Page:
A legal environmental group wants the Great Barrier Reef to have its own legal identity so governments and developers can be held to account.
The Environmental Defenders Office (EDO) plans to launch a campaign on February 20 to boost support for the idea which would be an Australian first.
The approach would allow the reef to be defended in court.
“By giving the reef legal personality it means that the reef can effectively hold not only the industry but the federal and state governments to account for their mismanagement,” an EDO spokesman, Fergus Power, told AAP.
“Our argument is that every person should have the right to act on behalf of the Great Barrier Reef.”
Mr Power says if corporations can be granted legal identities then this should extend to the Great Barrier Reef.
The approach has worked in New Zealand where the North Island’s Whanganui River was granted a legal identity in 2012.
Mr Power says the EDO is exploring the idea because the state and federal governments aren’t making decisions in the best interests of the reef.
He also fears the reef could be listed as a World Heritage site “in danger” when UNESCO meets in June.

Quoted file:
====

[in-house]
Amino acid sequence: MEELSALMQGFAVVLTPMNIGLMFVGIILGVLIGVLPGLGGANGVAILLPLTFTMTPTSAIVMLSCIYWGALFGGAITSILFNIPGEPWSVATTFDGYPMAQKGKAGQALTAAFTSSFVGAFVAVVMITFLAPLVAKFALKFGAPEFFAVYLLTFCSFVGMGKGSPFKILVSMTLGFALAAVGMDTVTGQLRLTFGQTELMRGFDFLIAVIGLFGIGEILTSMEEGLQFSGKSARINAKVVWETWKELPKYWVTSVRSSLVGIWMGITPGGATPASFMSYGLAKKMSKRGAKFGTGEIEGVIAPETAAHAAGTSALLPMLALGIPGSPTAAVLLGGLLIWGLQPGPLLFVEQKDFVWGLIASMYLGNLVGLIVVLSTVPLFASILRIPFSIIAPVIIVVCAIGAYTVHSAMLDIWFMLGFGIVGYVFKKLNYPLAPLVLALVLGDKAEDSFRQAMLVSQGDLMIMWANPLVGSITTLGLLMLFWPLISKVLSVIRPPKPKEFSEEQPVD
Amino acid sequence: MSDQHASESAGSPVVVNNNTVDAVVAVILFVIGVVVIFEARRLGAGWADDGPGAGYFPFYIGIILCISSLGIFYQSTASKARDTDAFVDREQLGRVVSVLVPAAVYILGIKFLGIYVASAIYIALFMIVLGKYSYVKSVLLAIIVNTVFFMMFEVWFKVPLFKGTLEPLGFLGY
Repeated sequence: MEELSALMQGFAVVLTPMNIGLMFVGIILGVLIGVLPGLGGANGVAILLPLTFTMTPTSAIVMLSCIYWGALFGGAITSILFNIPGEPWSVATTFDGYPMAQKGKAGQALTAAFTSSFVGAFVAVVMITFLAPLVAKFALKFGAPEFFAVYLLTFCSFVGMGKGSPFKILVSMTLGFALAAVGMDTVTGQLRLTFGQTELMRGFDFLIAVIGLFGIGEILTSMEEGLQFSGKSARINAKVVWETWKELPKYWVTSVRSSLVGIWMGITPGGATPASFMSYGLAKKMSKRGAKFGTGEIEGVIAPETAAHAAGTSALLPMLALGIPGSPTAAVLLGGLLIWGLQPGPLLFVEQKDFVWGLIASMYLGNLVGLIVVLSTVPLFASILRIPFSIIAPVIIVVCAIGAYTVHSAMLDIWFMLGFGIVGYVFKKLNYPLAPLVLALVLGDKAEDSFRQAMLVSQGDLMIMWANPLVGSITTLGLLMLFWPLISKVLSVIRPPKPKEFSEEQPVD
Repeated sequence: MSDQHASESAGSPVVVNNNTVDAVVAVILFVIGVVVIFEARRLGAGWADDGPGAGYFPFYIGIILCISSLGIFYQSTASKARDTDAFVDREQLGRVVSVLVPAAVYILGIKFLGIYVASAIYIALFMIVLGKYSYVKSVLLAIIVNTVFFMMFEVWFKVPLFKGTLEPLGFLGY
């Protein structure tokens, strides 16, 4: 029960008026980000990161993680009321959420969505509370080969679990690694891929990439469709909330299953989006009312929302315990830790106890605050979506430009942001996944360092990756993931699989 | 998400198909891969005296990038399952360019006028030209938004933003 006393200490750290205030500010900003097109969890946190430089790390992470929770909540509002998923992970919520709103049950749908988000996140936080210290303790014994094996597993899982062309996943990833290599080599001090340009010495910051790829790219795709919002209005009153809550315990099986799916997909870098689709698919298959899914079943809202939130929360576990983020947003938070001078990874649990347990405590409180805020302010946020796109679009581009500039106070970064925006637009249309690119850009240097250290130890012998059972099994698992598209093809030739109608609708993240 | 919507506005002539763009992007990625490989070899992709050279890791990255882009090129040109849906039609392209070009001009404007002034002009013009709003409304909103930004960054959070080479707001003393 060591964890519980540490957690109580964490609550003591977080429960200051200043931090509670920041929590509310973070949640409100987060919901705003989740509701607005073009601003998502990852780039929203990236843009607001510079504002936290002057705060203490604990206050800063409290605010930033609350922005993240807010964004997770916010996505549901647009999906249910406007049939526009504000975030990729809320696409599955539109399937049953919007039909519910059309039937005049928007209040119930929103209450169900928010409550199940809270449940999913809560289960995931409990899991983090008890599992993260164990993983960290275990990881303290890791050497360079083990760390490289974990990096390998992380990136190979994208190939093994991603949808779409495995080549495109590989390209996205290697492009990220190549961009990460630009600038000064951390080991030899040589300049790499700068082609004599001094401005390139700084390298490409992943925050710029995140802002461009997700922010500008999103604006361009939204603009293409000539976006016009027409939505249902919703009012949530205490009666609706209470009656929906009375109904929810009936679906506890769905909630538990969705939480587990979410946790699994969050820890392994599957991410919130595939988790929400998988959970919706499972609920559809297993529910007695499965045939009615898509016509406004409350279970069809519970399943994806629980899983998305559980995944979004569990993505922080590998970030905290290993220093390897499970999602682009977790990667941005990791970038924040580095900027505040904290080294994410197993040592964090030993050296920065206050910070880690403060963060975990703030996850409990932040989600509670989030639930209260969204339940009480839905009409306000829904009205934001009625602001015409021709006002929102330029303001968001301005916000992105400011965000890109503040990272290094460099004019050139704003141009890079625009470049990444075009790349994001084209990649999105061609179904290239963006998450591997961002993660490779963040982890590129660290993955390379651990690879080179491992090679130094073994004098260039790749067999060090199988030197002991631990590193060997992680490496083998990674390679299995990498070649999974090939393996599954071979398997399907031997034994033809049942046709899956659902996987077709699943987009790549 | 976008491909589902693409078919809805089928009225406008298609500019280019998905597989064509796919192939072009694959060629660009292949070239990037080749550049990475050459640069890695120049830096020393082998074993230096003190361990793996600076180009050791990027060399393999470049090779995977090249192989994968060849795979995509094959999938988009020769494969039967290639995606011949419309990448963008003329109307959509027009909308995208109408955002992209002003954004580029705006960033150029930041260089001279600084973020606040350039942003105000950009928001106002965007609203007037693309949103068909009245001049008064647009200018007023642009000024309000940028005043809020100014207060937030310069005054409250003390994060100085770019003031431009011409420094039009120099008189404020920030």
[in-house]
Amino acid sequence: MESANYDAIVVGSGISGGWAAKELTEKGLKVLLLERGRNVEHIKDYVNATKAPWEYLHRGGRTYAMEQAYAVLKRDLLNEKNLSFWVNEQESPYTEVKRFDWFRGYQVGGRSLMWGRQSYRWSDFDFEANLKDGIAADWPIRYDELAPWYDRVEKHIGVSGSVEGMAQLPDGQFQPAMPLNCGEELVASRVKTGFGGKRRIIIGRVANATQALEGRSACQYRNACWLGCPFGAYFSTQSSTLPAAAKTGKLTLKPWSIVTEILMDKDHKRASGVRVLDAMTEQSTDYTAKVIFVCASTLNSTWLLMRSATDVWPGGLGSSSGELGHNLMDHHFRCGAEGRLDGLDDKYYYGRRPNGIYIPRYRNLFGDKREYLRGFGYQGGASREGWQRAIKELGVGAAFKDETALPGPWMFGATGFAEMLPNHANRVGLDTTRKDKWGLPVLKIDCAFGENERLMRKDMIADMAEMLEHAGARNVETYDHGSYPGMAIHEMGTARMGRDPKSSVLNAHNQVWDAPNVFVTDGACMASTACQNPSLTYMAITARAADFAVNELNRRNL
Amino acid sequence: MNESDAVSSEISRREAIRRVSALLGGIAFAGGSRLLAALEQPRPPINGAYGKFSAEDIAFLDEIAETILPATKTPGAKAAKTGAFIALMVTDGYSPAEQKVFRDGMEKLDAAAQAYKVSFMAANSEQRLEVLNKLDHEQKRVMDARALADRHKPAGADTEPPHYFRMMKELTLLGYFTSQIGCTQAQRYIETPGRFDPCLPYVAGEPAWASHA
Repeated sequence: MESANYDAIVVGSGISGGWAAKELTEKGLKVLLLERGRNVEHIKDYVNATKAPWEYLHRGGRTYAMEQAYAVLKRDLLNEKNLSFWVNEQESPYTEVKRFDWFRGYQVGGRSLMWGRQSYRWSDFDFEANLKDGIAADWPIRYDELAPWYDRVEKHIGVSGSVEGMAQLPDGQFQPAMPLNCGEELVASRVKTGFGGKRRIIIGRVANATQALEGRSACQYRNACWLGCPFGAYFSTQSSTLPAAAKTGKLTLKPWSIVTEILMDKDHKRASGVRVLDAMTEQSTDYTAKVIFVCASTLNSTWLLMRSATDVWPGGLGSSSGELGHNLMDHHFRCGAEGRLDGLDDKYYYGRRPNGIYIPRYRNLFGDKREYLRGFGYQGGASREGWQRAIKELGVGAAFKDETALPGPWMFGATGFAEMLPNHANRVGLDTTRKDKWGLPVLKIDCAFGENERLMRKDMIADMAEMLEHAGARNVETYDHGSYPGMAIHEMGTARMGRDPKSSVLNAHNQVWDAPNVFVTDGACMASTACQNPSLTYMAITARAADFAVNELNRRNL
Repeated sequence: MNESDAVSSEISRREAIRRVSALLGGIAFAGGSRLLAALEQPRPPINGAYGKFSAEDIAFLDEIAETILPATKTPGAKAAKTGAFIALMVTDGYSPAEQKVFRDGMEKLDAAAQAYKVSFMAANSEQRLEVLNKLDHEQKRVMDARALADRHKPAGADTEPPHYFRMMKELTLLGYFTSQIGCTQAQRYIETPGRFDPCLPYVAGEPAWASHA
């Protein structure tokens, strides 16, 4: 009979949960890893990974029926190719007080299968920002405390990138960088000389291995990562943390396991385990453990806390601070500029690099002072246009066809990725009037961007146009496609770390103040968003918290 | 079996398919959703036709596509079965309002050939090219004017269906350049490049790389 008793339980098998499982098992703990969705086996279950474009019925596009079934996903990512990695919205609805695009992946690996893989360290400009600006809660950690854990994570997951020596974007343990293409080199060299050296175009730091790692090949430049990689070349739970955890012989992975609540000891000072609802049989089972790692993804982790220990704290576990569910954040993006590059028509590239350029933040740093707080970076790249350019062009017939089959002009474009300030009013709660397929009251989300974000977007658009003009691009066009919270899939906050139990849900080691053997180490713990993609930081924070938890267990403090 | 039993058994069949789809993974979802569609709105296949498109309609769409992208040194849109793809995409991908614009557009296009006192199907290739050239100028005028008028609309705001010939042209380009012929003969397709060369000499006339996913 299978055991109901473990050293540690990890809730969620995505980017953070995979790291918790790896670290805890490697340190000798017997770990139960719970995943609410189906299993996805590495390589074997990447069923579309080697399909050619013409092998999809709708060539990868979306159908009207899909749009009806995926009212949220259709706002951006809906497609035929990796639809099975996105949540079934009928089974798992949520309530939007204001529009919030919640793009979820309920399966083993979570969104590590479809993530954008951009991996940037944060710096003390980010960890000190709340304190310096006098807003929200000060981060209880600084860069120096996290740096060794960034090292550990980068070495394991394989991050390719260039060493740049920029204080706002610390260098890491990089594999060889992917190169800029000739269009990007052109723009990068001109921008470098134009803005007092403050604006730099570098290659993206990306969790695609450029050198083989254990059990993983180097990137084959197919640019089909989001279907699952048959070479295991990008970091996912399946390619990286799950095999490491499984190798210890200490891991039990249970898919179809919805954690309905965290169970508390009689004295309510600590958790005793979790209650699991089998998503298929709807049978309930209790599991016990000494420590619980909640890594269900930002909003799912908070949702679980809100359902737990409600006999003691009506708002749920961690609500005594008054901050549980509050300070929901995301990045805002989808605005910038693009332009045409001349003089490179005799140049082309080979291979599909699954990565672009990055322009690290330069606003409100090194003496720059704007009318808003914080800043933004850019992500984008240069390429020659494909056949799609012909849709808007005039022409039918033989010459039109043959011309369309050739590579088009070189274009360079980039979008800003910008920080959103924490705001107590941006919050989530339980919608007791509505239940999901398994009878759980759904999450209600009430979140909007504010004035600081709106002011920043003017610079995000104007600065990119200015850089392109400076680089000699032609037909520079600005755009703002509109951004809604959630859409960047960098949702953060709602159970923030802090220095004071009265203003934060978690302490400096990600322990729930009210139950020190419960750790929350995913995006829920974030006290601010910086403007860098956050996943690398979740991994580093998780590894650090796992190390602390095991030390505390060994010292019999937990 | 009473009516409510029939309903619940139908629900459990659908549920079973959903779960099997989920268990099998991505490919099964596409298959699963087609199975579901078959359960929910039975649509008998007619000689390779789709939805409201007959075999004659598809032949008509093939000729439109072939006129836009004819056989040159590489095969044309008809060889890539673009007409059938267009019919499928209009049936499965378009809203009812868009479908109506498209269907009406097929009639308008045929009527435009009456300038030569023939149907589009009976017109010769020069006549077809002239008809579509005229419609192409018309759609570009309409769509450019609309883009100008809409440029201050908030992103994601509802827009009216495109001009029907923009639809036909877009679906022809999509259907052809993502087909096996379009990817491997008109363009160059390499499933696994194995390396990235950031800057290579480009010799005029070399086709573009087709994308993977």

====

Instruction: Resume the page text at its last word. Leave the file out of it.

“We have a case now where the federal government is moving toward giving [development] approval powers to the Queensland government over matters that deal with World Heritage areas,” Mr Power said.
“They inevitably have a conflict of interest because the state stands to gain enormous sums of money in terms of taxes involving mining companies.”
Mr Power says of most concern are the impacts of dredging, port and resort developments and increased shipping along the Queensland coast.
Queensland Environment Minister Andrew Powell and his federal counterpart Greg Hunt released their 2014 State Party Report on the Great Barrier Reef World Heritage Area on Sunday.
The report shows Australia has made substantial progress in reef management and a commitment to responding to the requests of the World Heritage Committee, Mr Hunt said.
Comment has been sought from Mr Powell’s office.